Scientists have extensively studied the health repercussions of fine particulate matter (particles less than 2.5 micrometers in diameter, such as combustion chemicals), but less is known about the effects coarse particulate matter (those between 2.5 and 10 micrometers in diameter, like construction dust) have on health. So researchers from the University of Michigan, Michigan State University, and the University of Maryland decided to find out. The team measured the blood pressure of 29 healthy adults exposed to two hours of ambient coarse air in urban Dearborn, Mich., and compared it with their levels after two hours of filtered air.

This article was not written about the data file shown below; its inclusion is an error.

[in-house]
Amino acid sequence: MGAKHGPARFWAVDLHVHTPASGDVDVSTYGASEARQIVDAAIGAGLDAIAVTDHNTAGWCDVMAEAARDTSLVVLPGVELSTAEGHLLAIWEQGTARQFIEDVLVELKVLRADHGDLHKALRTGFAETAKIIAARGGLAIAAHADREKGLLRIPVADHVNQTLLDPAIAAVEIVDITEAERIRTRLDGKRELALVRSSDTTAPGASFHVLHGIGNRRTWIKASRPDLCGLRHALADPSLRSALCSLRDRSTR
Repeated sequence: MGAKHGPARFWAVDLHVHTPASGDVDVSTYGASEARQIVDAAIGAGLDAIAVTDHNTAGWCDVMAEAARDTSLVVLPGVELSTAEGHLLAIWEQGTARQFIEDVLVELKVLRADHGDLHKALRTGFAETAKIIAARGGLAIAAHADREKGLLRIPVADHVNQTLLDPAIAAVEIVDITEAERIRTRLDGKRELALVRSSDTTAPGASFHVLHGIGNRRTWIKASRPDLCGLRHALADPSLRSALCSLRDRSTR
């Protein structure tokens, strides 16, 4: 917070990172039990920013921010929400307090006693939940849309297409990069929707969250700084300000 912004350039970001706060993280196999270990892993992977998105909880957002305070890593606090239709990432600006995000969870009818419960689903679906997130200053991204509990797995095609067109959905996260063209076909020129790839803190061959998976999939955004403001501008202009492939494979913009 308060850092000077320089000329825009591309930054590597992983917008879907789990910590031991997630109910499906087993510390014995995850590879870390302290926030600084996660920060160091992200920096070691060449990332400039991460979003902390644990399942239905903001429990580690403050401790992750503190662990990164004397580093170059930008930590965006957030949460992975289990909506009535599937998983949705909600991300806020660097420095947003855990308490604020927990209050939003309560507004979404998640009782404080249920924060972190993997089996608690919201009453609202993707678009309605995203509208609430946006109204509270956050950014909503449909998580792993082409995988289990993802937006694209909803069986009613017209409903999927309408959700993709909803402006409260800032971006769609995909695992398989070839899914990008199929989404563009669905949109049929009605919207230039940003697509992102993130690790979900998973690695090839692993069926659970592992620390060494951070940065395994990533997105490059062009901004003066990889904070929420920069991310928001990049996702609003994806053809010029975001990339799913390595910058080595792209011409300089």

Researchers found that both systolic (arterial pressure during a heartbeat) and diastolic blood pressure (arterial pressure between heartbeats) levels spiked during exposure to coarse particulate matter. This discovery supports the hypothesis that coarse particles can interfere with blood flow to the heart.
As more people migrate to cities for economic opportunity, we can expect more construction and heavier traffic on already congested roads, leading to increased coarse particulate matter. When the air outside offers little relief, it’s important to have a breath of fresh air waiting at home.